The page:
Recently, I found myself reflecting back with a friend on my 25-year career in accounting, and we got to talking about how much the profession has changed, the successes we’ve had, and, of course, the mistakes we’ve made along the way.
I remember heading to my first engagement way back in the ’90s with my boss (also my Mom), and feeling excited and somewhat terrified. How would I know what to do, and what if I made a mistake? Would that be the end of my career? There are so many rules, regulations, processes, and technologies to learn and stay on top of.
I’d like to share the top five mistakes I made in my own career early on to help others avoid making them in their own professional lives.
Mistake #1: When Heather met SALY
I met SALY while working on one of my first business tax return engagements. I was diligently ticking and tying balances, and reviewing the current year amounts to the prior year balances. While reviewing the prior year work papers, I kept seeing SALY written next to fixed asset amounts, where we usually wrote in our work paper references. I had no idea who SALY was – as far as I knew, we didn’t have a “SALY” working in the firm, so I asked my tax manager about her. After his laughter subsided, he explained that SALY meant, “Same As Last Year.”
We all know that consistency is king to accountants. We are trained to be consistent in our methods, and use our keen eyes to look for outliers and anomalies, but SALY thinking can actually work against you as an accountant. Here’s an example:
What if that client had thousands of dollars of fully depreciated assets on the books that had never been written off because no one in the firm had ever asked whether these assets were still around? They’re fully depreciated and don’t really affect the financials, so why not just leave them there? The thing is, property tax can be assessed on assets even if they have no book value. In some cases, towns continue to assess tax on 20 percent of the purchase price. By asking the client which assets are still on the books and writing off disposals, you may be able to reduce the client’s annual property tax bill by several hundred to thousands of dollars a year.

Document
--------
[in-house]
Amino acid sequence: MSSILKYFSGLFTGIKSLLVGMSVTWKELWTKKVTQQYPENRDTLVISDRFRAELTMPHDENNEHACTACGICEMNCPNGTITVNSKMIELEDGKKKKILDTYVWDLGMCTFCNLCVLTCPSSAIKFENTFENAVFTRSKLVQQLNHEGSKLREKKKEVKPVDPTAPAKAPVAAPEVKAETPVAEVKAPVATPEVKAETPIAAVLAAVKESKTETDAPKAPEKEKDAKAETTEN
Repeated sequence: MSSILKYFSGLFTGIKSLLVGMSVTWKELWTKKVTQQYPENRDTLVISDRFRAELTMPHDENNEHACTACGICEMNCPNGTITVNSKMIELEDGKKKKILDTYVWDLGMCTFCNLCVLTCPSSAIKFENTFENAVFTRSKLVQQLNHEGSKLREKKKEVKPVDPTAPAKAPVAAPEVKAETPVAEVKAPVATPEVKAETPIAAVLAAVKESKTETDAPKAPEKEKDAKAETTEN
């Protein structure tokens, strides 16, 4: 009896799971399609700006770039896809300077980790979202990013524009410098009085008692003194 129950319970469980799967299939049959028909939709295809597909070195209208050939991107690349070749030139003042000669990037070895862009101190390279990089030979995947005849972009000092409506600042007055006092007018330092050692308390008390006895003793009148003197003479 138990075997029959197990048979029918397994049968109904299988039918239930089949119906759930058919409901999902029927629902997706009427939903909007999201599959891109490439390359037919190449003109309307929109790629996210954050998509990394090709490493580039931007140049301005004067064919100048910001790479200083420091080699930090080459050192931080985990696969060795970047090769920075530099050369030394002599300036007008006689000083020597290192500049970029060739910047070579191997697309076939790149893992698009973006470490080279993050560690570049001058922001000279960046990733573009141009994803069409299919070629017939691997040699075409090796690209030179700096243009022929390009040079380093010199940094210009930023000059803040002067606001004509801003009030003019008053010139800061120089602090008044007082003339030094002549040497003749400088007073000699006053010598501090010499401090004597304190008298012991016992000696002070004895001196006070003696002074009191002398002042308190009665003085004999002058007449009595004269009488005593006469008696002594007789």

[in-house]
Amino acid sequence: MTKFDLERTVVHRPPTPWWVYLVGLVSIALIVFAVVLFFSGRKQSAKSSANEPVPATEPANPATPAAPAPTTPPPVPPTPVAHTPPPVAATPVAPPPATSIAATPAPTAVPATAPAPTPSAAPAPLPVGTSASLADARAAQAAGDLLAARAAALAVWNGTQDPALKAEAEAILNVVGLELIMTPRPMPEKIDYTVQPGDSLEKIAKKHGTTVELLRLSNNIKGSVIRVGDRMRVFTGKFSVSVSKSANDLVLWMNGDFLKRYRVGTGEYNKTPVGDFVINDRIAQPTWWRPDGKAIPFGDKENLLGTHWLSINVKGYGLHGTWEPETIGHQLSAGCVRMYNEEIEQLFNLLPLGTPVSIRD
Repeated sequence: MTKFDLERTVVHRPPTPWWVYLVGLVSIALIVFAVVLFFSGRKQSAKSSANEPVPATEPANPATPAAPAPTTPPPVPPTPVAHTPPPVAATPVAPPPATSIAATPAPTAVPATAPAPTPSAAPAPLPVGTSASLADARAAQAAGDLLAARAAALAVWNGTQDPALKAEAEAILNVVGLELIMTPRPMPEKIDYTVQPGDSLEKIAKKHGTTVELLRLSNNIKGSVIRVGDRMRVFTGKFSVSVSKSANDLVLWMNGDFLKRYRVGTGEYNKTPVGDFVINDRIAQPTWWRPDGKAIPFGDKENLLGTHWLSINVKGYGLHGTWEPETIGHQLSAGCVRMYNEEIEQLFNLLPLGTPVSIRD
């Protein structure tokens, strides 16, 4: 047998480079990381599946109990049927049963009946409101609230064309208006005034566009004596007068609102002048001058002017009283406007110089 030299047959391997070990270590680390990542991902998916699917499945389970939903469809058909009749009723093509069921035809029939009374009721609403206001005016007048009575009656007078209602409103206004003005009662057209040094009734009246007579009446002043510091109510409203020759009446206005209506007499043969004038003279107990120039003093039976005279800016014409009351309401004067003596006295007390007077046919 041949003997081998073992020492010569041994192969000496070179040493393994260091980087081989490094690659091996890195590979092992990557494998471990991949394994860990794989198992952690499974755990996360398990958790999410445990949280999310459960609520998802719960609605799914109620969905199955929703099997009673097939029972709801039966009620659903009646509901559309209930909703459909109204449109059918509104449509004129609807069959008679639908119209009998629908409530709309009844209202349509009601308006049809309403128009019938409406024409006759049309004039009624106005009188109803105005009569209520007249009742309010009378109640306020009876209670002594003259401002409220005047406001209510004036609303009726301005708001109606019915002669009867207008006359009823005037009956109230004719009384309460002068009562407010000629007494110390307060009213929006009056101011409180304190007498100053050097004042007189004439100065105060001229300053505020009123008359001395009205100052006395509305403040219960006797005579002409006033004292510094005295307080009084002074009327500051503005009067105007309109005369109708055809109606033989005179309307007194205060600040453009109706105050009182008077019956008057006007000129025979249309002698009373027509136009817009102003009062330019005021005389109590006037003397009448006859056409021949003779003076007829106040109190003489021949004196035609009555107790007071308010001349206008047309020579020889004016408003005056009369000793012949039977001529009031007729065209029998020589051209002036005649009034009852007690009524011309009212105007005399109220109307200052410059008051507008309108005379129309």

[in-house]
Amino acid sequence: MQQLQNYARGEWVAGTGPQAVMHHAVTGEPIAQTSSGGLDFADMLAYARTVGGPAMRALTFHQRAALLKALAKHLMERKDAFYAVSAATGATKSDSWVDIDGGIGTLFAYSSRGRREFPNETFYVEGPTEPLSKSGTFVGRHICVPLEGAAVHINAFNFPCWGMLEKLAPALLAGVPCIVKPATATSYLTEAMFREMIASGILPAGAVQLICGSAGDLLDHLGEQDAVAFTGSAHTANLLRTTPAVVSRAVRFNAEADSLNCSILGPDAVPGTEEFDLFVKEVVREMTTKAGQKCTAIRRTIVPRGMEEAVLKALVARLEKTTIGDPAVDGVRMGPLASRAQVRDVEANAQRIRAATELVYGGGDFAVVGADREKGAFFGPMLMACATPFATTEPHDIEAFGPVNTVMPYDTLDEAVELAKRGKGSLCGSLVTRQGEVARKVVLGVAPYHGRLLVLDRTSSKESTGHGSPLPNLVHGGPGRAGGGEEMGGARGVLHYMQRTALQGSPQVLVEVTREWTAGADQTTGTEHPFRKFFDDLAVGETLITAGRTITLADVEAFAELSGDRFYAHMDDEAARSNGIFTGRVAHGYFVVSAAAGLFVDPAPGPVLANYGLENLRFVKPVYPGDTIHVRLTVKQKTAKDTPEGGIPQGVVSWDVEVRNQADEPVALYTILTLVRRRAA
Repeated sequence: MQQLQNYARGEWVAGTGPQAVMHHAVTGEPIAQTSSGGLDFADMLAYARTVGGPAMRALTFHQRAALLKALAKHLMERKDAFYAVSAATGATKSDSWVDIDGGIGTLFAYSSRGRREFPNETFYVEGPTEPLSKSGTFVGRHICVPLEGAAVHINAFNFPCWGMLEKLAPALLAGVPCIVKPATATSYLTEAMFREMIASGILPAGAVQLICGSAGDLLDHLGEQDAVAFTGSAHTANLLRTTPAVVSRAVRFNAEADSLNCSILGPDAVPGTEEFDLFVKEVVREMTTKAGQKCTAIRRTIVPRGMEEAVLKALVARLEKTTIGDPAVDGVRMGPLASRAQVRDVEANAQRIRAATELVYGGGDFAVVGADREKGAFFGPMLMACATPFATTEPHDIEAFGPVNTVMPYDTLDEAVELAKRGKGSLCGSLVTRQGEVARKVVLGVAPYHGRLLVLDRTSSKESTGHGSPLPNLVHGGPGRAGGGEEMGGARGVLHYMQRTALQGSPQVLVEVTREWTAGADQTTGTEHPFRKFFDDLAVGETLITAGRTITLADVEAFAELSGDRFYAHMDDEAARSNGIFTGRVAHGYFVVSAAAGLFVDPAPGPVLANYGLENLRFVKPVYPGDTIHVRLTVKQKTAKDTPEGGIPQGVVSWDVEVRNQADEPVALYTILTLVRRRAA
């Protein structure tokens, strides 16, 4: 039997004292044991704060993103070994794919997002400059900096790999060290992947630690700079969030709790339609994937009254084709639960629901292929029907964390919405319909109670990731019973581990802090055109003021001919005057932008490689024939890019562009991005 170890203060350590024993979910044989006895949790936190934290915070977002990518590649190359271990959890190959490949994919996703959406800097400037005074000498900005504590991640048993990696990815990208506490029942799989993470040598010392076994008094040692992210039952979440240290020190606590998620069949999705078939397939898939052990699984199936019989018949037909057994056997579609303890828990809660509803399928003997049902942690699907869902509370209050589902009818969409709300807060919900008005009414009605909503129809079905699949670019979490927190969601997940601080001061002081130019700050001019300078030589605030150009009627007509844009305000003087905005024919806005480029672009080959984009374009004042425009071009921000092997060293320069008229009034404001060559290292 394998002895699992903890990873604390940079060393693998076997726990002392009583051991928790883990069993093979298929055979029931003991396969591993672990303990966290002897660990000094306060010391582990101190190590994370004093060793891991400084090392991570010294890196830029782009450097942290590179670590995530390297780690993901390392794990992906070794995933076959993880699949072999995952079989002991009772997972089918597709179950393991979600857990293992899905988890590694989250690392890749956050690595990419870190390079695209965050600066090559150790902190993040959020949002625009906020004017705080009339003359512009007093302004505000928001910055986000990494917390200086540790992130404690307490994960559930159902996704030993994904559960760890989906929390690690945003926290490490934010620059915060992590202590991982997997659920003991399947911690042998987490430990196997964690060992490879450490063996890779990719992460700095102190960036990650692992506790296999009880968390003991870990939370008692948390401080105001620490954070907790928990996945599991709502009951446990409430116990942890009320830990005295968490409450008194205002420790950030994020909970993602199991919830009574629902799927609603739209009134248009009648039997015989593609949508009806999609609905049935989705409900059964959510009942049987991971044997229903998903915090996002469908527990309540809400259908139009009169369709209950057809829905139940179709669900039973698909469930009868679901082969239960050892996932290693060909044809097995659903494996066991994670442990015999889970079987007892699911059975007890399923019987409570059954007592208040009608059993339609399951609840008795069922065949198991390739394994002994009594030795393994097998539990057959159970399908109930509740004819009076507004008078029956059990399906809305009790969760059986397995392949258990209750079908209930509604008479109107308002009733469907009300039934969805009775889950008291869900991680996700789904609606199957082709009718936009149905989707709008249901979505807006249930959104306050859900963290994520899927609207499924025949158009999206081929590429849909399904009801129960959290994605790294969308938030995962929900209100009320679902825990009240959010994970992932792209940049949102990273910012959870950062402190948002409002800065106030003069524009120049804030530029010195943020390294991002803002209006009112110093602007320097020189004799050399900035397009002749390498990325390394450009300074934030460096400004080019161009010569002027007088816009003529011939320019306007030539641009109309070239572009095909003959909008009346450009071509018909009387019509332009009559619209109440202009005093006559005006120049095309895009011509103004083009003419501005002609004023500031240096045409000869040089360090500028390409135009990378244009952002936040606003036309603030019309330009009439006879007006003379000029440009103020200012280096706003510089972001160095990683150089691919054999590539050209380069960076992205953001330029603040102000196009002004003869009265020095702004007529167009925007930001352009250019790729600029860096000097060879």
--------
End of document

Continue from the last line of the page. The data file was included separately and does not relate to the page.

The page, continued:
Sticking to the same old each year may be the easiest and fastest way to get the work done, but how can you uncover changes, or find opportunities for meaningful discussions with your clients, that can help them grow and evolve as a business if you are doing the same thing, the same way, every year? We have to ditch the SALY thinking, and create firm processes and procedures to bring a fresh perspective to engagements year after year.
My advice: Don’t rush, be creative, ask questions, and stay on top of new methods and technology. Use a client organizer that asks questions about changes, and insist that your clients complete it. If they are having trouble, complete it with them. If you are in a larger firm, have different staff work on the client every other year to make sure a fresh set of eyes is on it, and discuss opportunities for the client as a team.
Mistake #2: ASS-U-ME
As accounting professionals, we should NEVER make assumptions. Never. Ever. We can make guesses and guesstimates, but we must confirm these with our clients.
It’s easy to fall into the “assume” trap. You know your client and you know their habits, right? Wrong. Without verification, you don’t really know the story, and it’s not your job to make up an answer. In fact, you could get yourself in a boatload of trouble by doing that.
Early in my career, this was one I really struggled with. I really wanted to finish the engagement, but the client either wouldn’t respond, or a partner decided the amount was immaterial. Big mistakes can happen this way. Back in my younger days, I was reviewing a client’s books and came across an expense in December that the client had coded to the “ask my accountant” account and typed “truck” in the memo. The client had a truck, so I assumed that the expense was an auto repair and quickly reclassified it to the automobile expense account.
Fast forward to the following year. I started to see other expenses related to the purchase of a truck, such as registration fees and loan payments. After finally asking the client, I learned that the $500 repair was actually a deposit on a new truck that was secured with a note payable. The client should have been eligible for a Sec. 179 deduction on the truck in the prior year that was missed because of the assumption I made. That was a really difficult lesson to learn, and changed the way I approached future engagements.